It should come as no surprise to discover that the internet is now mostly mobile. Things have been going that way for a while and 2016 marked the first year that it became official.

For any business’ retargeting strategy, this is big news. The retargeting ad has been around since 1998, which is practically a thousand years ago in terms of the internet. A big part of the retargeting ad’s staying power is its simplicity: a user visits a website, doesn’t convert, and they are then shown adverts from that website on the pages they visit after.

The mobile internet won’t change these fundamentals, but the strategy which businesses use still needs some updating.

Desktop needs to come second

If mobile is first, desktop is second. That should go without saying. With things being pretty much 50/50 right now, you should probably give each medium the same amount of your attention. However, as the mobile internet becomes more prevalent and the desktop internet becomes less prevalent, mobile will demand more attention.

Four years ago, 94% of Fortune 500 companies didn’t have mobile-friendly websites. Pretty much every one of those companies would have designed their websites desktop first and mobile second.

But, times have changed. When Microsoft gave Skype a recent overhaul, it started with the mobile website. Now, it’s looking to roll these changes out to desktop. This is how things need to be done; this way of thinking is the future of the internet.

A retargeting ad designed specifically for mobile needs to be mindful of just how much money people spend on their screens. Laptops have 10, 12, or 14-inch screens and, on all of these ads, only take up a tiny section of the screen.

With mobiles, people will spend $1,000 extra to go from the “tiny” 5-inch screen of the Moto G5 to the “huge” 5.8-inch screen of the iPhone X. As such, a retargeting ad has the potential to take up a much bigger section of screen. With a bigger chunk of the screen comes a bigger responsibility to make a retargeting ad which connects with a user.

For the love of data

This change in the way retargeting ads are consumed needs to be understood by retargeting ad creators in a way that goes beyond data. Nadya Powell’s long breakup letter to the world of marketing was wrong about many things, but one thing it hit on was how much digital marketers love data.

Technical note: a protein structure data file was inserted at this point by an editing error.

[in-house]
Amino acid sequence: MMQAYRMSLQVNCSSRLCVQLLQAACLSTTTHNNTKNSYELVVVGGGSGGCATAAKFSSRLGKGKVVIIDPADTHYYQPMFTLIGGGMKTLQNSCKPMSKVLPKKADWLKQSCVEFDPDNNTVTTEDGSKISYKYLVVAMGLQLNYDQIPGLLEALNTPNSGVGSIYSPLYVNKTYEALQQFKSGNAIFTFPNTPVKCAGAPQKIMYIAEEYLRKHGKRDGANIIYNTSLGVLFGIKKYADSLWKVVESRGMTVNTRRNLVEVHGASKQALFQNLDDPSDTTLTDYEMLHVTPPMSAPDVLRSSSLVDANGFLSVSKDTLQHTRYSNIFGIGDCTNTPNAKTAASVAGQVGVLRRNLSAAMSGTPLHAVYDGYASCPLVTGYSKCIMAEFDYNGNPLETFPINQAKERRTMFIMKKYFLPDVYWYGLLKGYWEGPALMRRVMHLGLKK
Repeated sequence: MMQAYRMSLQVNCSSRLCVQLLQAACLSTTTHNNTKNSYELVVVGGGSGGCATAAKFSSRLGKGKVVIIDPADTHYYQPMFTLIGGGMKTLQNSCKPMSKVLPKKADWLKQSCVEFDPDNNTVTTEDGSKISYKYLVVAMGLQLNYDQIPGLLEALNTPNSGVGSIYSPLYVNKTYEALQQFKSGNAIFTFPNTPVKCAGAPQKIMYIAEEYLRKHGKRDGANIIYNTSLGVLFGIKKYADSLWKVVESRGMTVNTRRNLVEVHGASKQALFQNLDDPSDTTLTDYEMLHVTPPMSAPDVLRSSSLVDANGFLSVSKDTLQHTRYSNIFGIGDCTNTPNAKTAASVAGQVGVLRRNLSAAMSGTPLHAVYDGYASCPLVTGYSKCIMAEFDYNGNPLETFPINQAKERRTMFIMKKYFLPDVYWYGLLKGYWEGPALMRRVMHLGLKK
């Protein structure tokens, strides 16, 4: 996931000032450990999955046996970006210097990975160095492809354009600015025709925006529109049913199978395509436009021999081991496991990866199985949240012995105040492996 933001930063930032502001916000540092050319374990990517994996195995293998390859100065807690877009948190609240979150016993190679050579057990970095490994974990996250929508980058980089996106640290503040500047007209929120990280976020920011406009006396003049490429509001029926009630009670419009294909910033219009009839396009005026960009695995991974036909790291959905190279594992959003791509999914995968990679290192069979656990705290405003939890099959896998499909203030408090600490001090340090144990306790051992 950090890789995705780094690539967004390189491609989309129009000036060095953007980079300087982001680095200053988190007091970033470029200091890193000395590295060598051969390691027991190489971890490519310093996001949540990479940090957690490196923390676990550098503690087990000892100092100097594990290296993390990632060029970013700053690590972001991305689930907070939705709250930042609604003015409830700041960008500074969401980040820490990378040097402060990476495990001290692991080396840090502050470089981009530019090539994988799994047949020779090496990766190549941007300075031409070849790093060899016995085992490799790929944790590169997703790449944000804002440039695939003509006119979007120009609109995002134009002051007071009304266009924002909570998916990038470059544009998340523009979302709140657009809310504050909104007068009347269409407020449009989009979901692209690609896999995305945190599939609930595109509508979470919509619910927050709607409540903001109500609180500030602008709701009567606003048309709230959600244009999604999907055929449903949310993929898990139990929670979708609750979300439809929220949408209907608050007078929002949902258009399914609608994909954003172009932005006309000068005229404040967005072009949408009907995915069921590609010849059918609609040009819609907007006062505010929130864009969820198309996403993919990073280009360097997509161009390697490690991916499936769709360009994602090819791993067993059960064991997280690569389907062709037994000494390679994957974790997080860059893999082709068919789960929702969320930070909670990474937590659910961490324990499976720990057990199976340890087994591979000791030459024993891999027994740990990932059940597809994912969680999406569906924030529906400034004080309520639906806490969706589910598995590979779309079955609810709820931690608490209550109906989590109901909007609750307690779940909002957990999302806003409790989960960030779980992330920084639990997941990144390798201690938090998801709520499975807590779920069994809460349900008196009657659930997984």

Data is helpful and it can inform lots of important decisions when it comes to digital marketing. However, to understand the shift from the desktop internet to the mobile internet properly, marketers need to understand what their customers are thinking, as well as the data behind it. Thinking about screen size is a perfect example of that.

That doesn’t mean utilising less data, though. Quite the opposite. The mobile internet means that more data is available to marketers than ever and it would be ridiculous not to take advantage of that.

For example, not only can you retarget ads at people based on whether or not they are on mobile or on desktop, you can also direct ads on people based on what kind of mobile they are using. If they are an iPhone X user, they are likely a wealthy and style-conscious person who loves the Apple brand. If they are a high to mid-range Android phone user, they are likely a lot more tech savvy than they are style conscious. And if they are using the Moto G5? Well, they’re probably the type of person who loves a bargain.

That data is great, and it can be combined with creativity to create retargeting ads which are so much more personal than they ever have been. However, it also needs to be combined with restraint, so mobile users don’t feel uncomfortable...

Big Brother is not watching you

There are some pretty pushy mobile advertising techniques out there and users are already fighting back against them. To give just one example, it is now possible to display retargeting ads to mobile users on their locked screens. Of course, just because you can do this does not mean that you should.

Consider the backlash users felt when iPhone users were given a free U2 album which they couldn’t delete. It meant huge exposure for U2, sure. Yet, to many users, the album felt less like a gift and more like a virus.

It’s because of Orwellian nonsense like this that users are rebelling against mobile retargeting and mobile ads in general. Less than 30% of mobile ads elicit a positive response and 300 million mobile users have downloaded adblocking software.

This would probably explain why mobile has a much lower conversion rate than desktop — despite the fact that people use mobile more. Good retargeting ads should help to recapture those non-converters, but bad mobile marketing is making the whole experience so tiresome that many users don’t bother.

Exposure for the sake of exposure is not necessarily a good thing. It is because so many digital marketers believe that it is that we are failing to create successful mobile retargeting right now. The upside to this, of course, is the huge potential for the businesses that get it right. There is a massive gap in the market right now about the size of a business which knows how to do mobile retargeting properly.

 

By Liubov Khomenko, head of marketing at Adsterra


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